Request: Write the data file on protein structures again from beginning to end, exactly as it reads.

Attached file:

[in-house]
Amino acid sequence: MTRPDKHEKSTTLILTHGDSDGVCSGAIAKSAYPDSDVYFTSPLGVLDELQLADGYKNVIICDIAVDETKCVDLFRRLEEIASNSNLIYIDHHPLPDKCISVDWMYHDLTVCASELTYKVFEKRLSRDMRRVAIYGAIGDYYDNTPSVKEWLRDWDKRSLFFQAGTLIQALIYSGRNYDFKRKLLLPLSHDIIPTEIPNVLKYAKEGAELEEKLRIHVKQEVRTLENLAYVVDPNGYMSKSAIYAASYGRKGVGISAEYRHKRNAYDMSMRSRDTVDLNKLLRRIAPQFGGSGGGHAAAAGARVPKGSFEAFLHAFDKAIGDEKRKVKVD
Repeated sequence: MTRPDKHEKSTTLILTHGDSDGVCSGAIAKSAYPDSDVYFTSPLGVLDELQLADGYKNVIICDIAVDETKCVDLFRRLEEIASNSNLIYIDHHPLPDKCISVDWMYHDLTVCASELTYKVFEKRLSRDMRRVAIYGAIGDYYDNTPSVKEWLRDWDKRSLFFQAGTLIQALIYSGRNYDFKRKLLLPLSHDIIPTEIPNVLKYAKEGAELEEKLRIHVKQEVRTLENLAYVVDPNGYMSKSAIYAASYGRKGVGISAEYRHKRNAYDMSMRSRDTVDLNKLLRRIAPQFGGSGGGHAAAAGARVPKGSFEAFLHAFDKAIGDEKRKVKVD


[in-house]
Amino acid sequence: MTRPDKHEKSTTLILTHGDSDGVCSGAIAKSAYPDSDVYFTSPLGVLDELQLADGYKNVIICDIAVDETKCVDLFRRLEEIASNSNLIYIDHHPLPDKCISVDWMYHDLTVCASELTYKVFEKRLSRDMRRVAIYGAIGDYYDNTPSVKEWLRDWDKRSLFFQAGTLIQALIYSGRNYDFKRKLLLPLSHDIIPTEIPNVLKYAKEGAELEEKLRIHVKQEVRTLENLAYVVDPNGYMSKSAIYAASYGRKGVGISAEYRHKRNAYDMSMRSRDTVDLNKLLRRIAPQFGGSGGGHAAAAGARVPKGSFEAFLHAFDKAIGDEKRKVKVD
Repeated sequence: MTRPDKHEKSTTLILTHGDSDGVCSGAIAKSAYPDSDVYFTSPLGVLDELQLADGYKNVIICDIAVDETKCVDLFRRLEEIASNSNLIYIDHHPLPDKCISVDWMYHDLTVCASELTYKVFEKRLSRDMRRVAIYGAIGDYYDNTPSVKEWLRDWDKRSLFFQAGTLIQALIYSGRNYDFKRKLLLPLSHDIIPTEIPNVLKYAKEGAELEEKLRIHVKQEVRTLENLAYVVDPNGYMSKSAIYAASYGRKGVGISAEYRHKRNAYDMSMRSRDTVDLNKLLRRIAPQFGGSGGGHAAAAGARVPKGSFEAFLHAFDKAIGDEKRKVKVD